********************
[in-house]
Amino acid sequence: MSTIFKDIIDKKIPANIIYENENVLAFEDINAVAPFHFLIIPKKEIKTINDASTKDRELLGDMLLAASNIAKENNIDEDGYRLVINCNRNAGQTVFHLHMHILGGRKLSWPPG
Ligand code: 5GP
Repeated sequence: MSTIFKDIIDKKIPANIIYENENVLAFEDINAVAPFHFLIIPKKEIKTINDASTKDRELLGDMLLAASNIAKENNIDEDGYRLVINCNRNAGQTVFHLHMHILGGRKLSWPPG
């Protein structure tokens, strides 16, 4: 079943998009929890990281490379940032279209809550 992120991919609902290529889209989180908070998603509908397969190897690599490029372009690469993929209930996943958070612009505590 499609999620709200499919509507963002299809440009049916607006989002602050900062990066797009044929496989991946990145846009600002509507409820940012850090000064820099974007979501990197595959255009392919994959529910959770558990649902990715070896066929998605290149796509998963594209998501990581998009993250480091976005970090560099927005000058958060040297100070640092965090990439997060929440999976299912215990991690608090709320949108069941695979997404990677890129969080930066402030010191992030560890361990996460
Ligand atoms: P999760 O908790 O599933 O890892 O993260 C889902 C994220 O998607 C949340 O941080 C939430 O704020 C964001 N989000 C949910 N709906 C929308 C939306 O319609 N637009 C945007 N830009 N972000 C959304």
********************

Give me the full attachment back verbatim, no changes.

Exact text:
[in-house]
Amino acid sequence: MSTIFKDIIDKKIPANIIYENENVLAFEDINAVAPFHFLIIPKKEIKTINDASTKDRELLGDMLLAASNIAKENNIDEDGYRLVINCNRNAGQTVFHLHMHILGGRKLSWPPG
Ligand code: 5GP
Repeated sequence: MSTIFKDIIDKKIPANIIYENENVLAFEDINAVAPFHFLIIPKKEIKTINDASTKDRELLGDMLLAASNIAKENNIDEDGYRLVINCNRNAGQTVFHLHMHILGGRKLSWPPG
């Protein structure tokens, strides 16, 4: 079943998009929890990281490379940032279209809550 992120991919609902290529889209989180908070998603509908397969190897690599490029372009690469993929209930996943958070612009505590 499609999620709200499919509507963002299809440009049916607006989002602050900062990066797009044929496989991946990145846009600002509507409820940012850090000064820099974007979501990197595959255009392919994959529910959770558990649902990715070896066929998605290149796509998963594209998501990581998009993250480091976005970090560099927005000058958060040297100070640092965090990439997060929440999976299912215990991690608090709320949108069941695979997404990677890129969080930066402030010191992030560890361990996460
Ligand atoms: P999760 O908790 O599933 O890892 O993260 C889902 C994220 O998607 C949340 O941080 C939430 O704020 C964001 N989000 C949910 N709906 C929308 C939306 O319609 N637009 C945007 N830009 N972000 C959304």